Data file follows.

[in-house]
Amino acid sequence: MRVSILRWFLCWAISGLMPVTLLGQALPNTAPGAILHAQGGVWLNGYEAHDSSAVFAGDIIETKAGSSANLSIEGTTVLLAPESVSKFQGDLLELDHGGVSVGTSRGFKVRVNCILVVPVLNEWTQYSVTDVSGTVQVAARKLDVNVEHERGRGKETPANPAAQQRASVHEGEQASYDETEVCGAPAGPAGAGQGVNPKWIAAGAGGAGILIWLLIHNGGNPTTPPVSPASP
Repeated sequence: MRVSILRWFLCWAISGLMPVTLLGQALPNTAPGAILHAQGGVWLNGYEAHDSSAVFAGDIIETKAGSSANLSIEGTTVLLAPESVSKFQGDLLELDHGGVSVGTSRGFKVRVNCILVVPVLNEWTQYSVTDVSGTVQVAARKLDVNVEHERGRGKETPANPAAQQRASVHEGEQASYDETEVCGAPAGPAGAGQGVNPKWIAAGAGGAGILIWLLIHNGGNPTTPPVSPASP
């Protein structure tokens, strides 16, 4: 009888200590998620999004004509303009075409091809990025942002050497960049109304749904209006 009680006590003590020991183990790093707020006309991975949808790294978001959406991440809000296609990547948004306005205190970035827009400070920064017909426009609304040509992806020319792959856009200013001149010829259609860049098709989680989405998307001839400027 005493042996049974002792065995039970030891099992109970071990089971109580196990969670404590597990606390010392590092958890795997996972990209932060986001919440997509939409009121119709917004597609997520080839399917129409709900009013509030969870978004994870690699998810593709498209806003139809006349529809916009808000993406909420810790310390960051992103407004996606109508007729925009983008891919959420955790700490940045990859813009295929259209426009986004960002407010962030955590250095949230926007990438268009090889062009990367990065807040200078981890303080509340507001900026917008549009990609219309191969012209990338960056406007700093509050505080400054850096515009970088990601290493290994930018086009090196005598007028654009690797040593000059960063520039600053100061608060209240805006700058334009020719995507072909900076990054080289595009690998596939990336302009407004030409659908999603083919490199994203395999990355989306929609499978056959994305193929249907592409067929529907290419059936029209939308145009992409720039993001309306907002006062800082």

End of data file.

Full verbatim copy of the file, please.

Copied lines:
[in-house]
Amino acid sequence: MRVSILRWFLCWAISGLMPVTLLGQALPNTAPGAILHAQGGVWLNGYEAHDSSAVFAGDIIETKAGSSANLSIEGTTVLLAPESVSKFQGDLLELDHGGVSVGTSRGFKVRVNCILVVPVLNEWTQYSVTDVSGTVQVAARKLDVNVEHERGRGKETPANPAAQQRASVHEGEQASYDETEVCGAPAGPAGAGQGVNPKWIAAGAGGAGILIWLLIHNGGNPTTPPVSPASP
Repeated sequence: MRVSILRWFLCWAISGLMPVTLLGQALPNTAPGAILHAQGGVWLNGYEAHDSSAVFAGDIIETKAGSSANLSIEGTTVLLAPESVSKFQGDLLELDHGGVSVGTSRGFKVRVNCILVVPVLNEWTQYSVTDVSGTVQVAARKLDVNVEHERGRGKETPANPAAQQRASVHEGEQASYDETEVCGAPAGPAGAGQGVNPKWIAAGAGGAGILIWLLIHNGGNPTTPPVSPASP
């Protein structure tokens, strides 16, 4: 009888200590998620999004004509303009075409091809990025942002050497960049109304749904209006 009680006590003590020991183990790093707020006309991975949808790294978001959406991440809000296609990547948004306005205190970035827009400070920064017909426009609304040509992806020319792959856009200013001149010829259609860049098709989680989405998307001839400027 005493042996049974002792065995039970030891099992109970071990089971109580196990969670404590597990606390010392590092958890795997996972990209932060986001919440997509939409009121119709917004597609997520080839399917129409709900009013509030969870978004994870690699998810593709498209806003139809006349529809916009808000993406909420810790310390960051992103407004996606109508007729925009983008891919959420955790700490940045990859813009295929259209426009986004960002407010962030955590250095949230926007990438268009090889062009990367990065807040200078981890303080509340507001900026917008549009990609219309191969012209990338960056406007700093509050505080400054850096515009970088990601290493290994930018086009090196005598007028654009690797040593000059960063520039600053100061608060209240805006700058334009020719995507072909900076990054080289595009690998596939990336302009407004030409659908999603083919490199994203395999990355989306929609499978056959994305193929249907592409067929529907290419059936029209939308145009992409720039993001309306907002006062800082």